Discover Georgia
New technology of beekeeping emerges in Georgia
28 June, 2018
Have you ever heard about Caucasian honey bee called “Apis Mellifera Caucasica”? It is a unique bee species characterized by long stinger, moderate swarm and resistance to low temperatures. That’s why the Georgian bee won the gold medal in 1961, Erfurt, Germany. Among various bees, only the Georgian grey bee could collect the biggest amount of honey. With its long stinger, it can collect much honey and pollinate more flowers.
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“Apis Mellifera Caucasica”, Photo courtesy: www.nationalgeographic.ge

There is archeological evidence of
beekeeping culture in ancient Georgia. Historical sources prove that beekeeping was highly developed in Colchis (ancient Georgian region on the coast of Black Sea), IV century BC. It turns out that a bee with the longest stinger comes from west Georgia, Samegrelo.
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Beekeeping in Adjara, Georgia, Photo courtesy: www.nationalgeographic.ge

There are three major types of Beekeeping in Georgia: wild, half-wild and domestic beekeeping. Wild beekeeping implies collecting honey and wax in the wild. During half-wild beekeeping, bee families are taken from the wild and put in log or clay hives. The hives are located on predetermined destinations such as rocks or forests. Domestic beekeeping means building special hives for bees and observing their reproduction and life cycles domestically.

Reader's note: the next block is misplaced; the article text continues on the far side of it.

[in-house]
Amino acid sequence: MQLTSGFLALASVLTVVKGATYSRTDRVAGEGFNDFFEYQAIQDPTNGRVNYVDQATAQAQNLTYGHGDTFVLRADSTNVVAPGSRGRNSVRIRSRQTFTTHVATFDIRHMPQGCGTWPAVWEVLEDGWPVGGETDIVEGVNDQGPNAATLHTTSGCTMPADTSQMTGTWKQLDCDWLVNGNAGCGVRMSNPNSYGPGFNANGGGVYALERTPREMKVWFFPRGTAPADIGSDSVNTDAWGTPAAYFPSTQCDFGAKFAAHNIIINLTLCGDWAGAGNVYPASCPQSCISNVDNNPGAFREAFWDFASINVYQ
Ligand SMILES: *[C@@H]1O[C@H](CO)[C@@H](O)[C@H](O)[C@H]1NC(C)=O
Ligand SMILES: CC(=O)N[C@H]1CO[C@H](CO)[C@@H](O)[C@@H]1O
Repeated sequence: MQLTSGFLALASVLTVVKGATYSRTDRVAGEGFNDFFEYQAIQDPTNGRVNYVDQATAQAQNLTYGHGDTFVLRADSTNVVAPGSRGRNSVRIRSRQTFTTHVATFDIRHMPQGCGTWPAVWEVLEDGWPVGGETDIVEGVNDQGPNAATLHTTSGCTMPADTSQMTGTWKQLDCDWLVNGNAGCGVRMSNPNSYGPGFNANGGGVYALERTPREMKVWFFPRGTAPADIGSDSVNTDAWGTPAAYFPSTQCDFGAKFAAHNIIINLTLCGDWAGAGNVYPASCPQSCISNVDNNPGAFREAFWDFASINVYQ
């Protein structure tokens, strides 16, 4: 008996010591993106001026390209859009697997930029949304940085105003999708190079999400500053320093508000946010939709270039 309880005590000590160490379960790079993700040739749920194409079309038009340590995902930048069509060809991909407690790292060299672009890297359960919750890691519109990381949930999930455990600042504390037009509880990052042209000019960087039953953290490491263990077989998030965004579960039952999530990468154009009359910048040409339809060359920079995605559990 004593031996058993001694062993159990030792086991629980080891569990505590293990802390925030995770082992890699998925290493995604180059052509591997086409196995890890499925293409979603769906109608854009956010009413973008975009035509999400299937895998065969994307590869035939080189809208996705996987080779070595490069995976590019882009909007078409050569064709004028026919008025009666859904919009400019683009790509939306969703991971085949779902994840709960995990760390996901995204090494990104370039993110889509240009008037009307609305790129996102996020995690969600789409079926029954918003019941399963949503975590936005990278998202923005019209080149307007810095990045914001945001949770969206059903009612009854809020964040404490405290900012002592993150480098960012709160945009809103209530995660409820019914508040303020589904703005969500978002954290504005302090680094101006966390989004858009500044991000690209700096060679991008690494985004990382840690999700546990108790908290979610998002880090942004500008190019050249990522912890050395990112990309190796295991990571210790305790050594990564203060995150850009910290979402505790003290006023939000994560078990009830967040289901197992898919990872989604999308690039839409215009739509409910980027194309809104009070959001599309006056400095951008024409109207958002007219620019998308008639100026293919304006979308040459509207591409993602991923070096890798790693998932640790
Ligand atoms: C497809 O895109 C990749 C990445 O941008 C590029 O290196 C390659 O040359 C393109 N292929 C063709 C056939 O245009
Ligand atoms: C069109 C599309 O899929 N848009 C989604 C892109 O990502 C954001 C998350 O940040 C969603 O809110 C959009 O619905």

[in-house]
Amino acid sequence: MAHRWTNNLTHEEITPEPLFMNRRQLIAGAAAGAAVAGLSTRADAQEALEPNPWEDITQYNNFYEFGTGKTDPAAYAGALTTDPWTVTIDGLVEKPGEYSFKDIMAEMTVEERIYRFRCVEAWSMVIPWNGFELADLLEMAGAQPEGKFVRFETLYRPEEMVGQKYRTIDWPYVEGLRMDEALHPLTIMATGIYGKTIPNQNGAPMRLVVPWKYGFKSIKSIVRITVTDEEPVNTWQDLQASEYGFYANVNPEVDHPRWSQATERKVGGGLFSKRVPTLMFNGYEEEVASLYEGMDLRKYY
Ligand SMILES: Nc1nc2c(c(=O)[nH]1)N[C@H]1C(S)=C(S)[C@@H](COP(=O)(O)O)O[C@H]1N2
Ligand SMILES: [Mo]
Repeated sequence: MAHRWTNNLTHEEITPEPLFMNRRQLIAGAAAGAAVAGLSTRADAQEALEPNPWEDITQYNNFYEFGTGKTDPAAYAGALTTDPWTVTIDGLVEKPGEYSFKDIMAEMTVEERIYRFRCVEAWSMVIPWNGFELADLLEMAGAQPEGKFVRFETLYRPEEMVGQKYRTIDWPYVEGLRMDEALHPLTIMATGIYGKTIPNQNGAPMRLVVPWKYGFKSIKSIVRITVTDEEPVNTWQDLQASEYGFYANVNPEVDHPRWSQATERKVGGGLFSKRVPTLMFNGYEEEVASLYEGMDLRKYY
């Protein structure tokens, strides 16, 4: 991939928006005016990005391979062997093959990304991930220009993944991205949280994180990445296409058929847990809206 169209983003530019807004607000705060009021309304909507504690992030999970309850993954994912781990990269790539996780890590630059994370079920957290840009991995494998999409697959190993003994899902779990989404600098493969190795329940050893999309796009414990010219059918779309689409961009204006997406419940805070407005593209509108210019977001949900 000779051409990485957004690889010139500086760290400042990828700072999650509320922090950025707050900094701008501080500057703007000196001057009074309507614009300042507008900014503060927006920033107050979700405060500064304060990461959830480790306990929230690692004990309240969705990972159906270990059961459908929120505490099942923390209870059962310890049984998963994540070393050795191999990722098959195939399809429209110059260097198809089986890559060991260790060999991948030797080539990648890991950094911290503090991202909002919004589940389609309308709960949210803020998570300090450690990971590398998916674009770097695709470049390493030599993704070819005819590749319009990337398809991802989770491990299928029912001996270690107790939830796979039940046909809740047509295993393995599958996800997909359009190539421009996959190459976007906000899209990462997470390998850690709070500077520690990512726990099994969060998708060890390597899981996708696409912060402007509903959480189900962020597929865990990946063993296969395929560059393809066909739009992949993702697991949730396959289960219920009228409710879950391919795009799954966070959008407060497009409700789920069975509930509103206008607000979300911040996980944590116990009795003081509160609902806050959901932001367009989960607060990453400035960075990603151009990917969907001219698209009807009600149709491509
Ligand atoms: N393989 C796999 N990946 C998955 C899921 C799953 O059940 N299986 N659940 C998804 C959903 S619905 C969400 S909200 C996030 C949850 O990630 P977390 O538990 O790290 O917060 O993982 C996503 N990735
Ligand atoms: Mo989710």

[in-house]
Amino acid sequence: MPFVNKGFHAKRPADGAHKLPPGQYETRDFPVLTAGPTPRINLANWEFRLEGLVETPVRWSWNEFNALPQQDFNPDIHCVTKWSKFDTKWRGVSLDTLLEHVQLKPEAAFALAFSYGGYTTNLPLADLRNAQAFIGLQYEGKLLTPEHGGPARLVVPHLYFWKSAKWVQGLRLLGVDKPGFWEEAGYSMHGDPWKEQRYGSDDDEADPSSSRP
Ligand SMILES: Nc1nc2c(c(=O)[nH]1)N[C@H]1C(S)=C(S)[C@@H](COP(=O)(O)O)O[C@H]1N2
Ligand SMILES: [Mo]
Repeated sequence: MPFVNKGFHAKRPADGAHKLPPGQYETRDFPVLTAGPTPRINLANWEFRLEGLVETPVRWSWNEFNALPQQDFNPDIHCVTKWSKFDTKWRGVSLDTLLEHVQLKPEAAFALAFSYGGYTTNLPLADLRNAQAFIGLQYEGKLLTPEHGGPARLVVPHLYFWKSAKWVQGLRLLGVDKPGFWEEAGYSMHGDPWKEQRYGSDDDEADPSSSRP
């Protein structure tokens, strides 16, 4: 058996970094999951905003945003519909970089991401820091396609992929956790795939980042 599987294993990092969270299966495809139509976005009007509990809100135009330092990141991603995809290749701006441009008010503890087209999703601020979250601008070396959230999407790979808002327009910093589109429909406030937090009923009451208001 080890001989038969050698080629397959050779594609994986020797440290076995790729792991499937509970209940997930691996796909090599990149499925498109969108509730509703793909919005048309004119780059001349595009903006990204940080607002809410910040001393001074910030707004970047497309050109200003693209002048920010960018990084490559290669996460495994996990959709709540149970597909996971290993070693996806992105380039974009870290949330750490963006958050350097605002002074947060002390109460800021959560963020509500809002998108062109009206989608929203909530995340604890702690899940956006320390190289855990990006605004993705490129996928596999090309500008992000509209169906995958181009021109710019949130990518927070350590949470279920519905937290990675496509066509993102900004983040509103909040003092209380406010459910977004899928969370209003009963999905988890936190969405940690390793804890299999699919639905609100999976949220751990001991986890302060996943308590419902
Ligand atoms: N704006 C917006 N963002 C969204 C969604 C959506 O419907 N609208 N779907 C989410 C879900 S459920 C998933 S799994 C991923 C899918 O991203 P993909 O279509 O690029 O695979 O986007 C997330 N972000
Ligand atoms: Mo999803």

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Bee hives by Nikoloz Osikmishvili, Photo courtesy: www.knews.ge

Georgian beekeepers try to maintain traditional ways of keeping the insect. An engineer from Sagarejo (east Georgia) has been creating traditional hives of different sizes. Nikoloz Osikmishvili doesn’t use antibiotics to increase bee reproduction. Thus, he protects them from various diseases. Bees live in hives wildly and make honeycombs by themselves.
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Bee hives by Nikoloz Osikmishvili, Photo courtesy: www.knews.ge

The beekeeper thinks that there is no need of providing frames, antibiotics or honeycombs in an artificial way. Bees should live in wildlife as they know better how to do their job. He hopes to patent his beekeeping technology and to implement Apitherapy in Georgia. Apitherapy is a treatment of diseases with the use of live bees and hive products.
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Beekeeping, Nikoloz Osikmishvili, Photo courtesy: www.knews.ge

As Nikoloz Osikmishvili says, the air of beehive is saturated with the substances  that have antimicrobial properties. It neutralizes harmful microorganisms, and preserves useful ones, and helps to normalize metabolism. They clean the air in the radius of 200 meters. Such microclimate restores blood circulation, immunity and stabilizes blood pressure. It is the best instrument against respiratory problems, various diseases, depression and stress.


The first photo courtesy: www.psnews.ge

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Tsandili – Georgian ritual desert with honey

Bees create buzz of interest with coloured honey
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